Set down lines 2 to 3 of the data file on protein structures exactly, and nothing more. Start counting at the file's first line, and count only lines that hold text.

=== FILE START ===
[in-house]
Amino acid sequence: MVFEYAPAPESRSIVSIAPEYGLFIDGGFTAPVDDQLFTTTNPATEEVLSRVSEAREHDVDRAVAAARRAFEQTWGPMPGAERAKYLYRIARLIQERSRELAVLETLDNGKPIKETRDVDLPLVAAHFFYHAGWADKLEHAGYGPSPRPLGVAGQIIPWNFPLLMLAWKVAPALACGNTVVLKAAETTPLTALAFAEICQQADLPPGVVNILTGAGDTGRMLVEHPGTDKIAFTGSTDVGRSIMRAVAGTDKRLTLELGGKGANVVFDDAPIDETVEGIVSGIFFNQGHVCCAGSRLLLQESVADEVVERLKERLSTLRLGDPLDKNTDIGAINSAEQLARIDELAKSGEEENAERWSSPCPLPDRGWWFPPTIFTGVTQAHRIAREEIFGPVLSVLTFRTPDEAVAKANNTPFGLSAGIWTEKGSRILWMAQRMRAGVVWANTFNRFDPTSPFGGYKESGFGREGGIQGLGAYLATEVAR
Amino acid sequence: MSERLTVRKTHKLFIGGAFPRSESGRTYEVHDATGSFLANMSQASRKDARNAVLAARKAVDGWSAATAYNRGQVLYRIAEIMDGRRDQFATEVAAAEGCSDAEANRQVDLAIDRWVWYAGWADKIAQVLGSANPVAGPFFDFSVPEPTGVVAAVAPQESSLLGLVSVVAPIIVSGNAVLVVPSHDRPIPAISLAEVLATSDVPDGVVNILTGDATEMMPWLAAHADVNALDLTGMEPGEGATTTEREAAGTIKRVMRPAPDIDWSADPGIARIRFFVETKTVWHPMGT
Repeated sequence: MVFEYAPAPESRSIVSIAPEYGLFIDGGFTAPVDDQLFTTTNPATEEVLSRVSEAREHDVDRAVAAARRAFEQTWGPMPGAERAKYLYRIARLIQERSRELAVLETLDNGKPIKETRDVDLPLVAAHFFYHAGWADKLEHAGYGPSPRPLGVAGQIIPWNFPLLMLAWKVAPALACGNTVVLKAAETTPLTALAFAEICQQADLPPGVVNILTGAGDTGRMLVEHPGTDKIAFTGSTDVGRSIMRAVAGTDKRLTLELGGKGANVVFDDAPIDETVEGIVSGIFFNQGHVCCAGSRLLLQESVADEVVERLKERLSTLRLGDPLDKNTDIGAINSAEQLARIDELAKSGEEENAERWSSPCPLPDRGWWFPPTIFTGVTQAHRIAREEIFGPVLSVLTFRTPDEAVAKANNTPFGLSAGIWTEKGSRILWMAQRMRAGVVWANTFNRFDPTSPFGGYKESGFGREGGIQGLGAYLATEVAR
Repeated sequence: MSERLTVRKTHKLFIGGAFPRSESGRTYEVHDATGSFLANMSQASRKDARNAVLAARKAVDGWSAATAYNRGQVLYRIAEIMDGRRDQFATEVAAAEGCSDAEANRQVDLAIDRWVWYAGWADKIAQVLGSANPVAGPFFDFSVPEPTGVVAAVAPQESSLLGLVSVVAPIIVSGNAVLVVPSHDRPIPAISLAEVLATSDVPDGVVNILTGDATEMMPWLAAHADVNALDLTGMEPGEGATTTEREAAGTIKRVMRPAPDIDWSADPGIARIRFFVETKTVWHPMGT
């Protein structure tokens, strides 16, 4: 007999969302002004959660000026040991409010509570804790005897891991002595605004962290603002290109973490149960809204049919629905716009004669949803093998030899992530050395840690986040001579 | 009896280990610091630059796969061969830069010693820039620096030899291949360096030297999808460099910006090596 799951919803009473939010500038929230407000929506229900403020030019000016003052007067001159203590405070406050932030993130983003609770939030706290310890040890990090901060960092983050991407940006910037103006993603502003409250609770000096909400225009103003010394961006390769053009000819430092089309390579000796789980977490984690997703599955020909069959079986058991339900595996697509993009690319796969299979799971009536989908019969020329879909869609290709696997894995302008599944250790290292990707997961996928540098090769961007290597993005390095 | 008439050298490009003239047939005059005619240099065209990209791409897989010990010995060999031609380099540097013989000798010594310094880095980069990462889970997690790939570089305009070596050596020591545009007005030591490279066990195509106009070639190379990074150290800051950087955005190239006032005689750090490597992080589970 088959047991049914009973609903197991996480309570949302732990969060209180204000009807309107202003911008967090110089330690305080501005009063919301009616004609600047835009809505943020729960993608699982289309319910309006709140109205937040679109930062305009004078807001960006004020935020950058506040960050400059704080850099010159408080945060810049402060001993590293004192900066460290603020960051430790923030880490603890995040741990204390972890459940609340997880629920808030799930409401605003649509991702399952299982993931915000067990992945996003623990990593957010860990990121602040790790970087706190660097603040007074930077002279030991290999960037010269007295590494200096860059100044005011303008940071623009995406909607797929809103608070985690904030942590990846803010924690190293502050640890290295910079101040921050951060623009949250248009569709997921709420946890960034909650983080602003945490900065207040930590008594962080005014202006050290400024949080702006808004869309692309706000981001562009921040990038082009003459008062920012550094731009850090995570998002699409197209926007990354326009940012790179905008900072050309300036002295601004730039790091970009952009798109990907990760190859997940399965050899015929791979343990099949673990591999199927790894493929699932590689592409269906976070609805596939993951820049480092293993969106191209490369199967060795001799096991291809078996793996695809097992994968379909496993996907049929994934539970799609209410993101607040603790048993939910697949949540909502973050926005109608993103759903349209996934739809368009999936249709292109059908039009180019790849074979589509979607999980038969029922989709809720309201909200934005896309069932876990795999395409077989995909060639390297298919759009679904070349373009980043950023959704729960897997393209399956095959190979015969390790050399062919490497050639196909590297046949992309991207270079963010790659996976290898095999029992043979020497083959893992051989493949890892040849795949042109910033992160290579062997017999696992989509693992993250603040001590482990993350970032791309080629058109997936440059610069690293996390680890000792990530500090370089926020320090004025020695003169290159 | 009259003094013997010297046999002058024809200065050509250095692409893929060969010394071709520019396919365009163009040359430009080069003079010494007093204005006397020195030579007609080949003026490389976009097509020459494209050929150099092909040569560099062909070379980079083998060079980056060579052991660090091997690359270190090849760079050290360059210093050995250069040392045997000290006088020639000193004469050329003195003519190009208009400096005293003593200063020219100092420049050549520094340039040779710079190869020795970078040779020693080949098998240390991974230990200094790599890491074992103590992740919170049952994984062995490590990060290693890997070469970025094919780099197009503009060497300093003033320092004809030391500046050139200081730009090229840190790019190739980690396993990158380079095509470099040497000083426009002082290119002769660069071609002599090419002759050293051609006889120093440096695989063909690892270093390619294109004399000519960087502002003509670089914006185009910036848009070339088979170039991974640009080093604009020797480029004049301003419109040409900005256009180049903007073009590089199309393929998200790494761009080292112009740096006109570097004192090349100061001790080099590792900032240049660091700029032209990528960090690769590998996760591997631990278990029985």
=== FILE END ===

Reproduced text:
Amino acid sequence: MVFEYAPAPESRSIVSIAPEYGLFIDGGFTAPVDDQLFTTTNPATEEVLSRVSEAREHDVDRAVAAARRAFEQTWGPMPGAERAKYLYRIARLIQERSRELAVLETLDNGKPIKETRDVDLPLVAAHFFYHAGWADKLEHAGYGPSPRPLGVAGQIIPWNFPLLMLAWKVAPALACGNTVVLKAAETTPLTALAFAEICQQADLPPGVVNILTGAGDTGRMLVEHPGTDKIAFTGSTDVGRSIMRAVAGTDKRLTLELGGKGANVVFDDAPIDETVEGIVSGIFFNQGHVCCAGSRLLLQESVADEVVERLKERLSTLRLGDPLDKNTDIGAINSAEQLARIDELAKSGEEENAERWSSPCPLPDRGWWFPPTIFTGVTQAHRIAREEIFGPVLSVLTFRTPDEAVAKANNTPFGLSAGIWTEKGSRILWMAQRMRAGVVWANTFNRFDPTSPFGGYKESGFGREGGIQGLGAYLATEVAR
Amino acid sequence: MSERLTVRKTHKLFIGGAFPRSESGRTYEVHDATGSFLANMSQASRKDARNAVLAARKAVDGWSAATAYNRGQVLYRIAEIMDGRRDQFATEVAAAEGCSDAEANRQVDLAIDRWVWYAGWADKIAQVLGSANPVAGPFFDFSVPEPTGVVAAVAPQESSLLGLVSVVAPIIVSGNAVLVVPSHDRPIPAISLAEVLATSDVPDGVVNILTGDATEMMPWLAAHADVNALDLTGMEPGEGATTTEREAAGTIKRVMRPAPDIDWSADPGIARIRFFVETKTVWHPMGT